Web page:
Southern Hell



Her voice is smooth, her words are rough, her guitar carries the early sounds of her Nashville roots. Following the instinct of the southern wanderers, at 19, she journeyed to NY, and at 21 to Atlanta. In her crossing she absorbed many sounds that warmed her soul. In an NPR interview she expressed her eagerness to speak out her views of society.  “I was like, ‘I need someone to tell me who I am. I need to see what I’m going through out there.’ So I had to go back about 80 years, but I found it.” Through the blues she found some relationship of what is to be a black woman in this country. History can be a great teacher; it can help connect the dots. And the creators of the blues left gold pieces that allowed her to find her identity.

Adia Victoria is now singing the contemporary blues. Maybe without the repeated lines, or the ruggedness of the guitar, although her music declares her fears, anger, frustration and life experiences that the blues are all about.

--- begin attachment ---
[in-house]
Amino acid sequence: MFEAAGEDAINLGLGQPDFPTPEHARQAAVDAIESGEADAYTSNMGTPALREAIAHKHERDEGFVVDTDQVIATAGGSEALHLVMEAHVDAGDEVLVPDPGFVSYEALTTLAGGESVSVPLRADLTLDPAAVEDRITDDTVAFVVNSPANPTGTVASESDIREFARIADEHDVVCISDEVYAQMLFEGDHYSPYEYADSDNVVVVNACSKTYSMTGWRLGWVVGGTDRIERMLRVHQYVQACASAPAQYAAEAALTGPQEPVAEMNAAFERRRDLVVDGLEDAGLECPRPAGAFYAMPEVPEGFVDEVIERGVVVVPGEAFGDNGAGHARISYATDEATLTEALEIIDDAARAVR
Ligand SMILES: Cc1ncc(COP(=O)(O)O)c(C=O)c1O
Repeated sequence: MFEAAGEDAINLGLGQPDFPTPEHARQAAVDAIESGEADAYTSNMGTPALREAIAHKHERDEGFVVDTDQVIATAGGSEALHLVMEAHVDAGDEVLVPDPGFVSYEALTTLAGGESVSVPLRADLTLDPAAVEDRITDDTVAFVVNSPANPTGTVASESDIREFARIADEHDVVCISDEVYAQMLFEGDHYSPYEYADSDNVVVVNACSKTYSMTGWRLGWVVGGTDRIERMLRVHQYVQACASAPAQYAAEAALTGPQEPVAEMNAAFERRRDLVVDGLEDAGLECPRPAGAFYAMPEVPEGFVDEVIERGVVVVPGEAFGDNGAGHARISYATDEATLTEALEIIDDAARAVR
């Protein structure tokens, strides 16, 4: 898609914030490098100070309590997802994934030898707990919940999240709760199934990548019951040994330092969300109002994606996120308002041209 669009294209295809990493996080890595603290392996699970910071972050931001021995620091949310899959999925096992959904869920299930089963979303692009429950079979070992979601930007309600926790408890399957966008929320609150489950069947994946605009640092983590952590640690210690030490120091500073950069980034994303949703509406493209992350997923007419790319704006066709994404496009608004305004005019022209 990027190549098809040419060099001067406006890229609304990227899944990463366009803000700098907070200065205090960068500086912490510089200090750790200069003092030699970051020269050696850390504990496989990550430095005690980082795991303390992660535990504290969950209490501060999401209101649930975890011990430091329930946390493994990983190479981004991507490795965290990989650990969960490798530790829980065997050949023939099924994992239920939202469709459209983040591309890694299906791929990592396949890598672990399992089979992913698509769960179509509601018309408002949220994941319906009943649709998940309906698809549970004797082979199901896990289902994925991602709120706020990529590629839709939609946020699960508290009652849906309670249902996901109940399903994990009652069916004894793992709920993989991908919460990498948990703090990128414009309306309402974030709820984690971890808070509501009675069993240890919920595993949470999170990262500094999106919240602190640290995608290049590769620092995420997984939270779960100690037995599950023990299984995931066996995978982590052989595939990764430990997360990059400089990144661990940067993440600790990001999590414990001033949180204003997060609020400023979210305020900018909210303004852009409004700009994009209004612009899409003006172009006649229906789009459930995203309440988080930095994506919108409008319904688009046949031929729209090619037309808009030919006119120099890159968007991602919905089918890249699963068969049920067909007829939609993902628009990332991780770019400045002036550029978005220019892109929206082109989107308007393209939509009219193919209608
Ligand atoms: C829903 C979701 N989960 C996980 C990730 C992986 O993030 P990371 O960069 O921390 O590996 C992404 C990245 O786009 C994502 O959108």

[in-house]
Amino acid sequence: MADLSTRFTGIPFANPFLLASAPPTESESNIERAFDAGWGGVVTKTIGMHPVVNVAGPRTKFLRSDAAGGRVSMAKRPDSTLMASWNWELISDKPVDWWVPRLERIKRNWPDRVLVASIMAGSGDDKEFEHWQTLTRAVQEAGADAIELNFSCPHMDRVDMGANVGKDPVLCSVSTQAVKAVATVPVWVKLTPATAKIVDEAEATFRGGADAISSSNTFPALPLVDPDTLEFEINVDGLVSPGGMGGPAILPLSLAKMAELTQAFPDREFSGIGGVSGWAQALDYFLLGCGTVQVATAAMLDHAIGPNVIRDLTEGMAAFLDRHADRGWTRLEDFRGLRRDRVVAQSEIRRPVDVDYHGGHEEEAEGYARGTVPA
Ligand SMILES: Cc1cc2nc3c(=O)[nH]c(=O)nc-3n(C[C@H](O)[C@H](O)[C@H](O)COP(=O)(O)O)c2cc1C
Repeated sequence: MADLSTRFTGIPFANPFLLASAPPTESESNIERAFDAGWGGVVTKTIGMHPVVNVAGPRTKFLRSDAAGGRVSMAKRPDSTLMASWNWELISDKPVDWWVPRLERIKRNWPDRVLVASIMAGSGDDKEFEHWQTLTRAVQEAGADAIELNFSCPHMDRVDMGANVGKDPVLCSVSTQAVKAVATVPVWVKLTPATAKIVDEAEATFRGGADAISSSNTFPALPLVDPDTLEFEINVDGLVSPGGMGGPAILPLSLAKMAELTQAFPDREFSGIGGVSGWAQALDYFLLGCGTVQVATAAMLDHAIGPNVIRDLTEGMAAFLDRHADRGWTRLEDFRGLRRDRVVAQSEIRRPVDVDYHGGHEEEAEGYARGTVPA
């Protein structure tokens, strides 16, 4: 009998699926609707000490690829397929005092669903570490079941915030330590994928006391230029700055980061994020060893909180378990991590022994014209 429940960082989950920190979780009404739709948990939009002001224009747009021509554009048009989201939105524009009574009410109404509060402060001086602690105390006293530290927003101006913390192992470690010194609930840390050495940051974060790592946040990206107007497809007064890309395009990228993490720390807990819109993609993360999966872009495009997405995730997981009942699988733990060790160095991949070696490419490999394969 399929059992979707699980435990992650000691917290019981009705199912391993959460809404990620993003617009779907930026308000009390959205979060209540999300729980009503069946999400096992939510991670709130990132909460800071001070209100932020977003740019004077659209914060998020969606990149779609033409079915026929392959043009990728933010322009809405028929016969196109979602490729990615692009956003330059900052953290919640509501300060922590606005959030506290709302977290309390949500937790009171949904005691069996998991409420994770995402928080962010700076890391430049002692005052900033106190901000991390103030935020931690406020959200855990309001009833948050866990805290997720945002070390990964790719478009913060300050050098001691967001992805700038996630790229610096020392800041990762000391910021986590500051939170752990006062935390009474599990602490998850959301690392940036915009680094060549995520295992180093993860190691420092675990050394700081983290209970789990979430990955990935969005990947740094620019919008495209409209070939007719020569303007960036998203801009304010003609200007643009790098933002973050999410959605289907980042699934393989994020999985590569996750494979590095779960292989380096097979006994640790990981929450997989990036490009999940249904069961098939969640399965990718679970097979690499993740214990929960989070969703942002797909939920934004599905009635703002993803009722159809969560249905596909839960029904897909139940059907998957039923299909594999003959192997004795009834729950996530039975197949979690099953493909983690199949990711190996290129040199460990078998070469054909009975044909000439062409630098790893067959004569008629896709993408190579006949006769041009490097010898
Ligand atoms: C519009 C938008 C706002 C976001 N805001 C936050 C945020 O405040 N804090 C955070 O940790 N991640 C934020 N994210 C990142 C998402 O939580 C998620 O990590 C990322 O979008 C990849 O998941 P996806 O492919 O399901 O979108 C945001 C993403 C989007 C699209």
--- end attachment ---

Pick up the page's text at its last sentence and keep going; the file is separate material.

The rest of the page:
Her debut album, Beyond the Bloodhounds, voices about her memories of the south. Not in a Taylor Swift type of way, but in her smooth and unapologetic voice: “I don’t know nothin’ about Southern belles/ But I can tell you something about Southern hell.” In her songs there is a story of a woman on the tracks, running away from some oppression. And it is by no surprise that her words relate to our hysterical times, maybe not in an activist way, but in an intimate way that allows us to relate to her passages.

And there is nothing “glittery” about her. Her art is raw, her attitude is fierce and powerful. She brings people together to celebrate the dimness of our lives.

-Christian Alfaro